Katy says: – I’ve avoided posting about the opposition lately. We are approaching the moment when we will see if the bone of grand statements about unity will have some meat to it. The process is bound to get uglier as the date nears. My first inclination is to wait until all this has been sorted out, but several readers have asked me to address the issue, so here goes.
Right now, what’s happening in the opposition is like a weird, dysfunctional mating dance. Positions are staked out, things are said, principles are laid out, threats of consequences are carelessly uttered.
It’s tempting to see Leopoldo’s latest fights with Liliana, or Manuel’s feud with Julio, and give up hope on the opposition. I think that’s a mistake, at least at this juncture.
Forming a coalition can be messy. It involves negotiating with people who do not have your best interests in their mind and, sometimes, the country’s best interests don’t even figure. What is said today is ignored tomorrow, and today’s enemy will be my top supporter tomorrow.
Venezuela’s opposition coalition has particular problems. Not only are voters demanding unity, they are demanding it from folks who disagree on crucial issues: the merits of the IVth Republic, the electoral conditions, the recall Referendum, political ideology. The fact that they are even on speaking terms with one another is cause enough to see the glass half full.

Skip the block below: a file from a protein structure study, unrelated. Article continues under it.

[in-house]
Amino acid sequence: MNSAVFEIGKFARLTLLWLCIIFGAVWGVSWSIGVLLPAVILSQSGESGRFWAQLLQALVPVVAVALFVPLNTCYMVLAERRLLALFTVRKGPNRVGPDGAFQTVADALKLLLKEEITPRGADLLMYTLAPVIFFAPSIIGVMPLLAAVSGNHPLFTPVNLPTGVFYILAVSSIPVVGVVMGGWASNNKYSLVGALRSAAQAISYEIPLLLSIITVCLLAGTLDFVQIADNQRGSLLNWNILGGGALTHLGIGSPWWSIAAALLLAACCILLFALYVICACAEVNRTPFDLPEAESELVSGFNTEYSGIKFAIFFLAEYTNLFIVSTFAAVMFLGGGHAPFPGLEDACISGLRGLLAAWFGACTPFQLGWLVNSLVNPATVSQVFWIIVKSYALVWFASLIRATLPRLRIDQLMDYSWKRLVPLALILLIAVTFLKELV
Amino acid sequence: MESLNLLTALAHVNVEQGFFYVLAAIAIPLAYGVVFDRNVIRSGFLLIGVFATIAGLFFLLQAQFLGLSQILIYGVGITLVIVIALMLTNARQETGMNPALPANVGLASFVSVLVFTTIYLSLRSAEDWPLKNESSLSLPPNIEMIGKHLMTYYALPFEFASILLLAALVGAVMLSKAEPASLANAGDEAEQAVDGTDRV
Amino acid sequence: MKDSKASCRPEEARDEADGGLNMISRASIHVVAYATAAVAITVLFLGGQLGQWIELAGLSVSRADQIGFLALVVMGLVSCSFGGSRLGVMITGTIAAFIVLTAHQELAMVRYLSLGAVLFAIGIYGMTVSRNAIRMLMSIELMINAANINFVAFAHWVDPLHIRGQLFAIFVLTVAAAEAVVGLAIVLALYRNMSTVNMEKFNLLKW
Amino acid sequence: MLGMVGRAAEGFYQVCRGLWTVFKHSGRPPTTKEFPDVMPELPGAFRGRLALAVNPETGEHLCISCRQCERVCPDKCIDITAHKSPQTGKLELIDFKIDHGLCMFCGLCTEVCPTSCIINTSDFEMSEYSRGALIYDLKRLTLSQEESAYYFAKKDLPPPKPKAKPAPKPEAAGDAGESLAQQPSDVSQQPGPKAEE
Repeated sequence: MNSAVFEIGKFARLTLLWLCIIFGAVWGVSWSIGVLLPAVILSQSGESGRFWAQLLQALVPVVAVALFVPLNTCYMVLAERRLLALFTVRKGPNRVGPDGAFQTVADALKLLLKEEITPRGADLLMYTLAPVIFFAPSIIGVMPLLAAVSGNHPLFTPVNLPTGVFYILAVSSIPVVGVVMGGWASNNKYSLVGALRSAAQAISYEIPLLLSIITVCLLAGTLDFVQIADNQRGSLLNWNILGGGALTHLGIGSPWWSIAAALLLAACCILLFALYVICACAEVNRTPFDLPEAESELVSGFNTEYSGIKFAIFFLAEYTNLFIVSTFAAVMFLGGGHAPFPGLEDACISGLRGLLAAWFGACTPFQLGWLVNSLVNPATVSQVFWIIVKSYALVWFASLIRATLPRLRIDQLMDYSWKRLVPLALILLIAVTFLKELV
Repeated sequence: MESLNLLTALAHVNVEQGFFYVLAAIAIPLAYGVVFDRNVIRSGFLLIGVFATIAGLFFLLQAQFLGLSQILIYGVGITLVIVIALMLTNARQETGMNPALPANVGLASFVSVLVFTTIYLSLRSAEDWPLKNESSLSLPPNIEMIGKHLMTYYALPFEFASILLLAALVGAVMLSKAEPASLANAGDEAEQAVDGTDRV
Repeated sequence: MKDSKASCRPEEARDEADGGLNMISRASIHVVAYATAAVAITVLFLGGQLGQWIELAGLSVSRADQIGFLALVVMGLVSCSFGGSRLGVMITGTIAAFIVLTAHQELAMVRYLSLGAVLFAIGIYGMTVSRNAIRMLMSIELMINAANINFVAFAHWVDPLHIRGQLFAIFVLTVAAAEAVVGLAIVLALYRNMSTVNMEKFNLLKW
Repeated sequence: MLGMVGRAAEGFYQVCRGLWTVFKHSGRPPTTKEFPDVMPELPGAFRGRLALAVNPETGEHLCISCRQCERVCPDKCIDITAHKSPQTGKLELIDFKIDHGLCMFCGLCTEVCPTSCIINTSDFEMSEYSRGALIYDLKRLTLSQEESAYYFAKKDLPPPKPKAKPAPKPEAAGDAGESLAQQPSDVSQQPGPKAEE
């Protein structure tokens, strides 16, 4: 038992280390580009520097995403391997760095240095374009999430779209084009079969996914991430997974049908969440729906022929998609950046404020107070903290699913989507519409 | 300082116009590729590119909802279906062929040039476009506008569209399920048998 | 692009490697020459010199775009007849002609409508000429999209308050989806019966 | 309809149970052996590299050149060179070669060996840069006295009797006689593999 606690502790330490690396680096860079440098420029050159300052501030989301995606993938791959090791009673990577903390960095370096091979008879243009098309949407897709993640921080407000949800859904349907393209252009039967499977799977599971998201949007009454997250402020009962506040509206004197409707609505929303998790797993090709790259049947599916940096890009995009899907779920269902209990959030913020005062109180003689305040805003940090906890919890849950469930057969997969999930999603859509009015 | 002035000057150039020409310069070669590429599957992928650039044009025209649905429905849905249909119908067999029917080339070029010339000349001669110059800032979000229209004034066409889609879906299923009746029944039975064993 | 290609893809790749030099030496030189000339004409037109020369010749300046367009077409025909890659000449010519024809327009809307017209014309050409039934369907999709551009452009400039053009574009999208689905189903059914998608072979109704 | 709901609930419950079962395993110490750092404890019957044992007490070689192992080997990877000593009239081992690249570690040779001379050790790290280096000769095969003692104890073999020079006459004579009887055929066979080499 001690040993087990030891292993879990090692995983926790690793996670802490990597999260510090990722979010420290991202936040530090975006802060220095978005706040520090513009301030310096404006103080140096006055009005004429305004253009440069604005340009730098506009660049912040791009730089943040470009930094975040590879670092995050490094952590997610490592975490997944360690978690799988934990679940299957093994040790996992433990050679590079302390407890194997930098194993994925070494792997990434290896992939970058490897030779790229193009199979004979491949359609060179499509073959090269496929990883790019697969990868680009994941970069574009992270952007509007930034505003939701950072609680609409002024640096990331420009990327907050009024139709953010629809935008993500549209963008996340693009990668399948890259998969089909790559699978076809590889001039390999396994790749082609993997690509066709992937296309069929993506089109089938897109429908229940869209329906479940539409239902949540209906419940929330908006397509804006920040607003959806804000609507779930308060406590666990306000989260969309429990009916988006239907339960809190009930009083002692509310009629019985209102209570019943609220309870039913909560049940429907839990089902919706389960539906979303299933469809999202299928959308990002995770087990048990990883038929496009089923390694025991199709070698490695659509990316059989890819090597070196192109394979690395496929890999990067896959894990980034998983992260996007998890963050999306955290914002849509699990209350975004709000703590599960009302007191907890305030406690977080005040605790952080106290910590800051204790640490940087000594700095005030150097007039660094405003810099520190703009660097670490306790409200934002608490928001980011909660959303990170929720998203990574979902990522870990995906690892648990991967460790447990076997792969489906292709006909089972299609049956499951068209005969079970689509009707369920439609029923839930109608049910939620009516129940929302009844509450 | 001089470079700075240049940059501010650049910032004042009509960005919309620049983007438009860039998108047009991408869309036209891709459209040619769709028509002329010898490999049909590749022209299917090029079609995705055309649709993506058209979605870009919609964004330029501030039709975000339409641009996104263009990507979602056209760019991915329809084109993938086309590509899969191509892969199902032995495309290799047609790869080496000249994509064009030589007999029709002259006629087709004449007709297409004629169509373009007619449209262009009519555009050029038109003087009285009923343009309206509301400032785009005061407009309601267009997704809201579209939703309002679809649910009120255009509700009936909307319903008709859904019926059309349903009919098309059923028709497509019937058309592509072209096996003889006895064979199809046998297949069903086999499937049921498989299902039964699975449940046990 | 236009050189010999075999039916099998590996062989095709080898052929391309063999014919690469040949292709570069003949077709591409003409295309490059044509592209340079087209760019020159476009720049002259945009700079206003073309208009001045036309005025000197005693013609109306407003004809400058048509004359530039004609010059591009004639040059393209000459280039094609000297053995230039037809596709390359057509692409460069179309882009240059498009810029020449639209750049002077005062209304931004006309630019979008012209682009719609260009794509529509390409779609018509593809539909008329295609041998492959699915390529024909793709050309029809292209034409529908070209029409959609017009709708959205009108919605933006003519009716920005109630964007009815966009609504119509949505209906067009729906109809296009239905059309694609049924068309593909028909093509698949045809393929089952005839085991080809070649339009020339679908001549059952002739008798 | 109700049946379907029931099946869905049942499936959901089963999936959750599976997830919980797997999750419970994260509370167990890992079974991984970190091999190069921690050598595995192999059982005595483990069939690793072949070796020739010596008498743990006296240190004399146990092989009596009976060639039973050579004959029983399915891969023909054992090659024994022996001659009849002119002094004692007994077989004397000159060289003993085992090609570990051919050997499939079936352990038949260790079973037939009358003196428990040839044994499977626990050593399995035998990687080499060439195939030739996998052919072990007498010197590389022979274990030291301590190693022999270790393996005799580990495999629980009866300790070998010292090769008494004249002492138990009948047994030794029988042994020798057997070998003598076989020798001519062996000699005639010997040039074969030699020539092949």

Messy is how politics are when there you don’t have a single person leading and deciding what to do. All succesful, diverse coalitions go through these same things, whether it’s political coalitions like Chile’s Concertación or even coalitions of countries such as the European Union. At the end of the day, I think that unity positions will be agreed upon in most of the places where it matters.
We tend to make a lot of noise about how in Chacao there are more candidates than voters, or how there is no clear strategy about what to do with the people whose political rights were taken away from them unfairly. Ultimately, I still see the parties committed to unity and few people questioning the agreed-upon method of consulting opinion polls to decide who to run where.
So, in the meantime, let’s not make too much of the day-to-day bashing or the threats of disunity. From what I have seen, there are no serious threats to opposition unity in the horizon, and opposition politicians, despite what you may think, are clear about the real stakes in this election. I would suggest sitting back and waiting for them to meet in smoke-filled rooms and sort all this out.
Sausages are delicious, but you don’t want to know much about how they are made. Right now, we’re in the process of making sausages. It ain’t pretty, but let’s hope it’s effective in the end.Caracas Chronicles is 100% reader-supported. Support independent Venezuelan journalism by making a donation.